Juneteenth is officially a federal holiday, and inaugural celebrations are being held across the country this weekend. As always, elected officials never let a good parade or festival-type scenario go to waste. Yesterday, I went to a first-annual Juneteenth event in Jamaica, Queens which attracted the likes of Chuck Schumer, Bill de Blasio, Grace Meng, Gregory Meeks, and other NYC-area politicians who wanted to let everyone know how committed they were to “doing the work” — much of which, naturally, is yet to be done.
Even though this event was organized by a New York State Assemblywoman and, in theory, could’ve been an exciting post-COVID outdoor celebration marking a new federal holiday, the attendance was pretty paltry. I’m not sure if that was due to lack of interest, or poor promotion, or what. Nothing against the vendors and food booths and such — those were all fine. But when Schumer et al. were up on stage yesterday afternoon, they were speaking to a crowd of maybe 50 people. (Although the crowd did grow somewhat after the politicians left, with the arrival of various child dance troupes.)
It’s a bit strange when office-holders who belong to the party which overwhelmingly dominates New York City and State governments, and controls the Presidency and Congress, present themselves as quasi-revolutionary dissenters. But that’s exactly what happened at this soiree, hosted by Democratic Assemblywoman Alicia Hyndman. “I just love Southeast Queens, we have the best elected officials ever,” the emcee said, further stating that these elected officials were in the process of “fighting the power.” Her words were uttered while Schumer, the Majority Leader of the United States Senate, was posing cheerfully on stage.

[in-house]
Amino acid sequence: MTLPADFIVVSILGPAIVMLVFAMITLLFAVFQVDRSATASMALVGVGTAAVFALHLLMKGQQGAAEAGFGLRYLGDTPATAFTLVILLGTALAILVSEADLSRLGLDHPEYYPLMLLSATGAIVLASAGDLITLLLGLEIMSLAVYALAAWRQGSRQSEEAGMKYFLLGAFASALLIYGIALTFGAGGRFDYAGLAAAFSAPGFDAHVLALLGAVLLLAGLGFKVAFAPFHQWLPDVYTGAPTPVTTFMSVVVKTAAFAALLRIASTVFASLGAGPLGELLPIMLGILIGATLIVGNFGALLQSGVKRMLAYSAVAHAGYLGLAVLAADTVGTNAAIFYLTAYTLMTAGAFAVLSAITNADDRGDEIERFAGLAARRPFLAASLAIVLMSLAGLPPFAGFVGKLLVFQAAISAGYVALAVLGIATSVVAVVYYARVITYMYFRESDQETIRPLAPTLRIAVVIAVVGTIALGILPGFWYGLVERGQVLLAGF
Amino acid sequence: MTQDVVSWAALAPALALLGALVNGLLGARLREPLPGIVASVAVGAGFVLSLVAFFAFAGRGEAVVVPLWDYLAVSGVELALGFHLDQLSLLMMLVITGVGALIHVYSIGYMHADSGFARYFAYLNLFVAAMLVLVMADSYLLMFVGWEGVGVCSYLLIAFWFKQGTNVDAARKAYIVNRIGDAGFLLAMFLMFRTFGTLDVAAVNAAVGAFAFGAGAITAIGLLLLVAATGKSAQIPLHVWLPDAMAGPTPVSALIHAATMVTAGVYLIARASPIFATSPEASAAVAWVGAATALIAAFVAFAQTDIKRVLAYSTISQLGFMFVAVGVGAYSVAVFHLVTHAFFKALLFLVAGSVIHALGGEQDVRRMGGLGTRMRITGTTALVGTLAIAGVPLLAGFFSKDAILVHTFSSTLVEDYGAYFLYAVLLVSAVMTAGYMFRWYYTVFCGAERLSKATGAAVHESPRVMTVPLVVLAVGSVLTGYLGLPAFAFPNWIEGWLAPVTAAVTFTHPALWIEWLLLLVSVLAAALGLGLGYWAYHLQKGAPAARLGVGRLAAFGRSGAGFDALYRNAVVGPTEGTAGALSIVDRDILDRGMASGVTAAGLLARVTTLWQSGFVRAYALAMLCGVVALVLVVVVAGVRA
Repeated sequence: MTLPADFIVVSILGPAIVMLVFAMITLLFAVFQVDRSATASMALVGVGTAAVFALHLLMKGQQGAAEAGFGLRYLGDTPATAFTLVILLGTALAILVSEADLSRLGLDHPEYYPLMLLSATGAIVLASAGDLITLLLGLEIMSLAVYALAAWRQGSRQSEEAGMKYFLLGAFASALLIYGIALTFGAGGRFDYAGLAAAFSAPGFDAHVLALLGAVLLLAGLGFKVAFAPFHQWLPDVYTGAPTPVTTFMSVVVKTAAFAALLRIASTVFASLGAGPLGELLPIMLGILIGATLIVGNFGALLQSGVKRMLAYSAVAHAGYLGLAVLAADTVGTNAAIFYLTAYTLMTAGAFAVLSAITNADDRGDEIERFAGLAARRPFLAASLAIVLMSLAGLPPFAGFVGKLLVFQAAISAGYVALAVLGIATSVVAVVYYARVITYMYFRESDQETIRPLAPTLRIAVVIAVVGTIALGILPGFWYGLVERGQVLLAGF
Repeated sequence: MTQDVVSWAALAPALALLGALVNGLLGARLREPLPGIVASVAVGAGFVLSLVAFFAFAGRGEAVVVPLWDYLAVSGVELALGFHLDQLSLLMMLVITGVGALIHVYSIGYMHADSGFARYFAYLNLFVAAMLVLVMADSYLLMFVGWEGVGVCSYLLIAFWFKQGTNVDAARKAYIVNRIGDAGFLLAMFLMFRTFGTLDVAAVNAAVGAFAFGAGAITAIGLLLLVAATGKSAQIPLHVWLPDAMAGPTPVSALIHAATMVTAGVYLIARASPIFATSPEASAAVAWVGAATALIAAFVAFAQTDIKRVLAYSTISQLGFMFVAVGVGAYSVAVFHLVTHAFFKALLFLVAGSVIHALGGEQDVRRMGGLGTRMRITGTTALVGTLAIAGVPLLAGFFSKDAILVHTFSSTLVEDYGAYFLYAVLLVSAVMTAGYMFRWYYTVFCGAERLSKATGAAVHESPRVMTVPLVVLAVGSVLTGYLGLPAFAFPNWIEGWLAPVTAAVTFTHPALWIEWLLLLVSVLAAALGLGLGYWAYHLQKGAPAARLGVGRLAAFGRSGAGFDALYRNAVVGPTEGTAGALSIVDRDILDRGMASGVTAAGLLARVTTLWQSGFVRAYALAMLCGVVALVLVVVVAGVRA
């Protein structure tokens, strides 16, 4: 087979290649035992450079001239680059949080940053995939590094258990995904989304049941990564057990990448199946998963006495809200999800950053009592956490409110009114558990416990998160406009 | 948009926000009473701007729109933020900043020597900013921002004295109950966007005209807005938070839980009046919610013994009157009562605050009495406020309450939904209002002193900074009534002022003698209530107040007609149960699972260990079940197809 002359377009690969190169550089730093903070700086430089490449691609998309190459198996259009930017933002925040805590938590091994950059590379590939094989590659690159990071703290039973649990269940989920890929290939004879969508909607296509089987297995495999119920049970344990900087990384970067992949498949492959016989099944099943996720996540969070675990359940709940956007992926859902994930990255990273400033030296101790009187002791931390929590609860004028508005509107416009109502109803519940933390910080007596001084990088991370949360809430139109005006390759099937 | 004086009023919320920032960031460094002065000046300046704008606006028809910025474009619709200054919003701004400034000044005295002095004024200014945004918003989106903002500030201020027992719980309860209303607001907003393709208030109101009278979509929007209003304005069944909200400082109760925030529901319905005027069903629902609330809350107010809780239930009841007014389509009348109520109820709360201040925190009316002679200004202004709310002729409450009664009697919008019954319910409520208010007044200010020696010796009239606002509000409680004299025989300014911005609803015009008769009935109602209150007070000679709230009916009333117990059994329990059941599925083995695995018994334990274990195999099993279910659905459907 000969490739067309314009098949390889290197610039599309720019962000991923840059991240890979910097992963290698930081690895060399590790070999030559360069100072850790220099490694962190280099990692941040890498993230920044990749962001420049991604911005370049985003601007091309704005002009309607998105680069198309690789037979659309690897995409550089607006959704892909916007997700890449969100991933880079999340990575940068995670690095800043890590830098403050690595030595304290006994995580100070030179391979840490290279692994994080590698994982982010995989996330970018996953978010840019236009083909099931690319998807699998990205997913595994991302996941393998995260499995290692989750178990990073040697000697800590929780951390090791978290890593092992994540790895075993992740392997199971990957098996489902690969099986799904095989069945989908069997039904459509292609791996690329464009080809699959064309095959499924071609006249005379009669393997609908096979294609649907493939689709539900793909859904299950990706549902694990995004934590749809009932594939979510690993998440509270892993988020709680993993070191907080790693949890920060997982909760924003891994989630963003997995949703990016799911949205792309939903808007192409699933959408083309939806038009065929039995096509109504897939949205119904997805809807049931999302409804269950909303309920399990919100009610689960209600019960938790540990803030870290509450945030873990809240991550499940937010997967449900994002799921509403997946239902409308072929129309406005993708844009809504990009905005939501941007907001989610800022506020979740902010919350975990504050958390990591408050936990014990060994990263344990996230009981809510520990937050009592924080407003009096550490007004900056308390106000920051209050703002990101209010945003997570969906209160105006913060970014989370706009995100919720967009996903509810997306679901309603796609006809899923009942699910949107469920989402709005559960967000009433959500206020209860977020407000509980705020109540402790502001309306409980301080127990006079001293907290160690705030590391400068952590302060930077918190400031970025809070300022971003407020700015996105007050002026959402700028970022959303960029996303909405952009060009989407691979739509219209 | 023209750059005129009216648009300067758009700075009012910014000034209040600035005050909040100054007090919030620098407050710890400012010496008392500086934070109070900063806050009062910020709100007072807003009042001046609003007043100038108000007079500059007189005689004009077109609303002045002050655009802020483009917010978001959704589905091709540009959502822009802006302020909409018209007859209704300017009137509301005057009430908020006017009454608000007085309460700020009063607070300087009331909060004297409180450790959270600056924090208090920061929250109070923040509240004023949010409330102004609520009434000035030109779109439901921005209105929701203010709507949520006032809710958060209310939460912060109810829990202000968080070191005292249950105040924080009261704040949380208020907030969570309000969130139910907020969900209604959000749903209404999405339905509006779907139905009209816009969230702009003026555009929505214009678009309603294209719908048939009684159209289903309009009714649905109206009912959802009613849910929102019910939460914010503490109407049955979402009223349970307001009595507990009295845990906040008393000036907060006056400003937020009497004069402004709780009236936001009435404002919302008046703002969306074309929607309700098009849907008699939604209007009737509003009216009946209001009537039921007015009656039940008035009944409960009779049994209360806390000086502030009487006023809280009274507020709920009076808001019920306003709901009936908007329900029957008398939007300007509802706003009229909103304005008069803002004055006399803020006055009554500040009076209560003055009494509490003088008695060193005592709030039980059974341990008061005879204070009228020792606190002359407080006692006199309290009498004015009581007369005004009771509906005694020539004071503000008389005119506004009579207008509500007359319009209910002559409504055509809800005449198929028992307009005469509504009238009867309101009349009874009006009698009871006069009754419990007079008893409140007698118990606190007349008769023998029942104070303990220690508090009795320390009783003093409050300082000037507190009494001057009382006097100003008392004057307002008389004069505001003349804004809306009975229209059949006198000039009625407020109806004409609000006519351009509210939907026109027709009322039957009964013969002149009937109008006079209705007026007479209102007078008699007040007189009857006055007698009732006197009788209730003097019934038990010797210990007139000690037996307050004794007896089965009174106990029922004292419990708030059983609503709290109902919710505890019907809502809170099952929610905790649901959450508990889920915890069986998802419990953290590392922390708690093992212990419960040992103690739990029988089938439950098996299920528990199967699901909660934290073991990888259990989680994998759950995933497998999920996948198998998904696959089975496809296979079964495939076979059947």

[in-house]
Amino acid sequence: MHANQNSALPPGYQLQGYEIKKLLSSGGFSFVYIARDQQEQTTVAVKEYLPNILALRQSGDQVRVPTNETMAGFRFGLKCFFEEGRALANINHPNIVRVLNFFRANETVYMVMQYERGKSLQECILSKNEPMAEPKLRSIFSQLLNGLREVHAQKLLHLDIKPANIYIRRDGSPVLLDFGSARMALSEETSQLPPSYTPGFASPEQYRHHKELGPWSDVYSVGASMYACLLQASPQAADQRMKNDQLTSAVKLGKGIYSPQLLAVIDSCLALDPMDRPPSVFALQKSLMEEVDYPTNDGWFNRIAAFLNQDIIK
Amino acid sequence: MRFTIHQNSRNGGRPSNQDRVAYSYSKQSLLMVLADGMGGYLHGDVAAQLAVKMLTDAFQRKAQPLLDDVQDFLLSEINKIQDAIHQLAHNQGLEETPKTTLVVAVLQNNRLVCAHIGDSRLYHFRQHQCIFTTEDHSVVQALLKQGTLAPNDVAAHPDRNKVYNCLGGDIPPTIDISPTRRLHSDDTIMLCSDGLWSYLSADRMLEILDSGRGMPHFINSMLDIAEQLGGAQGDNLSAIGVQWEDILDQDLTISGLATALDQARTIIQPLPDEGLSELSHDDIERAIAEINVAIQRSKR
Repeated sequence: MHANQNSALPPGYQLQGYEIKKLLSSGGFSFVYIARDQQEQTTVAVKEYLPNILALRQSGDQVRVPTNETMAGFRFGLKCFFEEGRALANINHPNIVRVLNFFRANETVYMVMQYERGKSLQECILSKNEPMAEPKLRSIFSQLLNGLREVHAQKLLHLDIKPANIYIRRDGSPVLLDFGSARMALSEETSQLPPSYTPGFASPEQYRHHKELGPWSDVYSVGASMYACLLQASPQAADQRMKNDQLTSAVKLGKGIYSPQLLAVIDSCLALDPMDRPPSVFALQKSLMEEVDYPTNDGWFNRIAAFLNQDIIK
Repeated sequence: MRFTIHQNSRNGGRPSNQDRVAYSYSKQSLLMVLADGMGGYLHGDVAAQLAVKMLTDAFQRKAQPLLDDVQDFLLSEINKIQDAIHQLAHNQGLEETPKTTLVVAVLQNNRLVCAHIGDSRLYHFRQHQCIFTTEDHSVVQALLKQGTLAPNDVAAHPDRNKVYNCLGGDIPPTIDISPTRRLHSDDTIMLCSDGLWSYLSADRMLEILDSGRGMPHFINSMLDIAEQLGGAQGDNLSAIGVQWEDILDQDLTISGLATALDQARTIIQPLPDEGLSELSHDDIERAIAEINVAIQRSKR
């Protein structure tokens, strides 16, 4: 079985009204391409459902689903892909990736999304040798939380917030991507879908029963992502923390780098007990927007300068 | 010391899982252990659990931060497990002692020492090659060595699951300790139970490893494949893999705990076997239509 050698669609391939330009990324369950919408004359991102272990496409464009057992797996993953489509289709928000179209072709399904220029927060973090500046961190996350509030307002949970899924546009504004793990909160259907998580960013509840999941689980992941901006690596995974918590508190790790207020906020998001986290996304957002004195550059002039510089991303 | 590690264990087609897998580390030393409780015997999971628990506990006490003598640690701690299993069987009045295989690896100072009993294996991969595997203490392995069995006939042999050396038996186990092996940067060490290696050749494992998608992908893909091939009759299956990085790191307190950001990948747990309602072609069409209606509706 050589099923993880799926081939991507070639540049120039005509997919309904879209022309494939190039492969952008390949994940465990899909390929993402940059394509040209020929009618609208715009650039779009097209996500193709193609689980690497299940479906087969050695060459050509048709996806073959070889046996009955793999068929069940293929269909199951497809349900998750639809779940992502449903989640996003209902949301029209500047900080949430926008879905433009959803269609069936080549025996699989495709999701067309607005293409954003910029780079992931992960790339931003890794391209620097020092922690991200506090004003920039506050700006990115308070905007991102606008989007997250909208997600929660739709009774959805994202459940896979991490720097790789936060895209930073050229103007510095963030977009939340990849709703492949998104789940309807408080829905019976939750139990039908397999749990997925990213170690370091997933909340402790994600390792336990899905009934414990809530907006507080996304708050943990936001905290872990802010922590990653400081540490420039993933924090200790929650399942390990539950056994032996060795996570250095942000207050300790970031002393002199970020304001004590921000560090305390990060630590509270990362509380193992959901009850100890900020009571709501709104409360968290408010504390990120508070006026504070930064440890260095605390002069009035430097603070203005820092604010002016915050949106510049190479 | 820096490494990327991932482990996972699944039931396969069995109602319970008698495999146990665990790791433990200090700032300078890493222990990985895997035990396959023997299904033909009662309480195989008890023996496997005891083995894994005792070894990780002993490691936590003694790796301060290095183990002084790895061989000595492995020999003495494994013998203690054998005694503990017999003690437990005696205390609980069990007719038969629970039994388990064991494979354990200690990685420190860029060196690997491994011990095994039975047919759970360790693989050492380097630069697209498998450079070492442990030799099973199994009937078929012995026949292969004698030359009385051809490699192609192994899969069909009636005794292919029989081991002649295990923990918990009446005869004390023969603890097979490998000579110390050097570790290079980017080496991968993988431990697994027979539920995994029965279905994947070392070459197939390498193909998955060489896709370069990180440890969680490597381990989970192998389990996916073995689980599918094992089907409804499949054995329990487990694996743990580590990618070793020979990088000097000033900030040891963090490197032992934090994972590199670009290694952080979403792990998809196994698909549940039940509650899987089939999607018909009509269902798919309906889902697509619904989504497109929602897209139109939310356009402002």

After the speeches, Schumer strutted around in his brand new Juneteenth t-shirt in search of the piddling few attendees who recognized him and wanted to talk. He happened upon a father who instructed his young boy to take a photo with the Senator, because having a photo with a Senator is considered impressive. Schumer boastfully corrected the father, reminding him that his proper title is in fact “Majority Leader.” A smiling Schumer repeated this correction more than once. The boy didn’t appear to understand what “Majority Leader” meant, but Schumer’s boast conveyed the message that he was an extremely important person.
Curiously, none of the NYC mayoral candidates — the election is on Tuesday — appeared at this portion of the event, perhaps because none wanted to be caught dead with incumbent mayor Bill de Blasio. At a recent mayoral debate only one candidate, Andrew Yang, indicated that he would like to receive De Blasio’s endorsement. For kicks, I asked De Blasio if he’d decided who he’s voting for in the election. “Nope,” he replied. Asked when he planned on making up his mind, he said, “by Tuesday morning.” ...OK.